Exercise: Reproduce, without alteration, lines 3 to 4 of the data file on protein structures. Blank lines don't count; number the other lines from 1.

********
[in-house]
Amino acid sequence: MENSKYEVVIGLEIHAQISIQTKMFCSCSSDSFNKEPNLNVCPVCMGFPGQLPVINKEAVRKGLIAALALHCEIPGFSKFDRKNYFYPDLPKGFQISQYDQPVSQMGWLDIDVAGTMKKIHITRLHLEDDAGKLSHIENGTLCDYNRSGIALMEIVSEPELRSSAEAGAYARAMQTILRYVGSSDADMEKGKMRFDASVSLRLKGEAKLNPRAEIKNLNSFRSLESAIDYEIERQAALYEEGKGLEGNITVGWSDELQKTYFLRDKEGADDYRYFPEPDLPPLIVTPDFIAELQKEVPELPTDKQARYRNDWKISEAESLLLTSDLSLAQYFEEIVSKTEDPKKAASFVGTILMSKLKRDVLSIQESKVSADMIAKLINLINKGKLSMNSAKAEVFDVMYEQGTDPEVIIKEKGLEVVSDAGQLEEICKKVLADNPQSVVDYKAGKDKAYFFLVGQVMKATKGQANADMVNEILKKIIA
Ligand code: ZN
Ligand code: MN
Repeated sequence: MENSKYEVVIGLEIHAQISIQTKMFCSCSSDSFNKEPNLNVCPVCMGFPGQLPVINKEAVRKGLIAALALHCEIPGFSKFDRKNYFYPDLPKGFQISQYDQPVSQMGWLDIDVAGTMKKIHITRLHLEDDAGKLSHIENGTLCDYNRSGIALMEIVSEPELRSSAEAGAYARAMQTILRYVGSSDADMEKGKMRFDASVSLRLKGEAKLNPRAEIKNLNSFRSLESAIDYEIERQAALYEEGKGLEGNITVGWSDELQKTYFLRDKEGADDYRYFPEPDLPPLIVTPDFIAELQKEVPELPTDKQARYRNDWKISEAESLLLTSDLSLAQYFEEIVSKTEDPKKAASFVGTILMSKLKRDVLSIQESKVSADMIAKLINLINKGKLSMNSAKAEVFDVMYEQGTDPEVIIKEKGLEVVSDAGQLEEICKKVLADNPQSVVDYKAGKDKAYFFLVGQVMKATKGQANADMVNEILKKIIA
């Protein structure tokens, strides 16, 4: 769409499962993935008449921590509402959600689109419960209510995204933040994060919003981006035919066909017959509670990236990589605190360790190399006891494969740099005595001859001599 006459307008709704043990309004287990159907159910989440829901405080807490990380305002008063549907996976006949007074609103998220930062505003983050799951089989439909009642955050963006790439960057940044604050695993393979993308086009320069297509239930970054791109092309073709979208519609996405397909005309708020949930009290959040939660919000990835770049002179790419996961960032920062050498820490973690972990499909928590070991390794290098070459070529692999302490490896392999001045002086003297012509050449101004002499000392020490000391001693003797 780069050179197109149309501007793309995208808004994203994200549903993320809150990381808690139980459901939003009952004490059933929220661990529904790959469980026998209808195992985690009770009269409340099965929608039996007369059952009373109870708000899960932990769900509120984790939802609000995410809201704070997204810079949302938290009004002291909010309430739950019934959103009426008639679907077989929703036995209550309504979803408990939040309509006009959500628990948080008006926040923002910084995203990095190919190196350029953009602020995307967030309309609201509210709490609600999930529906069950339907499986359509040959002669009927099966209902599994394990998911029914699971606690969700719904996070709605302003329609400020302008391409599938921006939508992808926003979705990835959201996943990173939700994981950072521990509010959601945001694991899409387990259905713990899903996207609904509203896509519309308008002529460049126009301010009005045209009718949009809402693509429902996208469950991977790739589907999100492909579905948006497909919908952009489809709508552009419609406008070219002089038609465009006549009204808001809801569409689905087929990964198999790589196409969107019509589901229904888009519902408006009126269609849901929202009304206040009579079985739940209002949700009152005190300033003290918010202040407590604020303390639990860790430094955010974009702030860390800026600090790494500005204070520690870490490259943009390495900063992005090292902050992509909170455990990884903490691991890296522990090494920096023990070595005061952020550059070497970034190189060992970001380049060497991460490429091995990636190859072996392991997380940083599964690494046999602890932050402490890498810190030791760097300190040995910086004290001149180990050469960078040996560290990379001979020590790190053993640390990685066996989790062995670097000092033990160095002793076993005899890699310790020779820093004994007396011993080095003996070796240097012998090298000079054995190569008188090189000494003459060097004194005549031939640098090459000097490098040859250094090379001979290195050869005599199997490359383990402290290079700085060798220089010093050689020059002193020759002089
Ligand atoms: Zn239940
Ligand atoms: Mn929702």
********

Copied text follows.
Ligand code: ZN
Ligand code: MN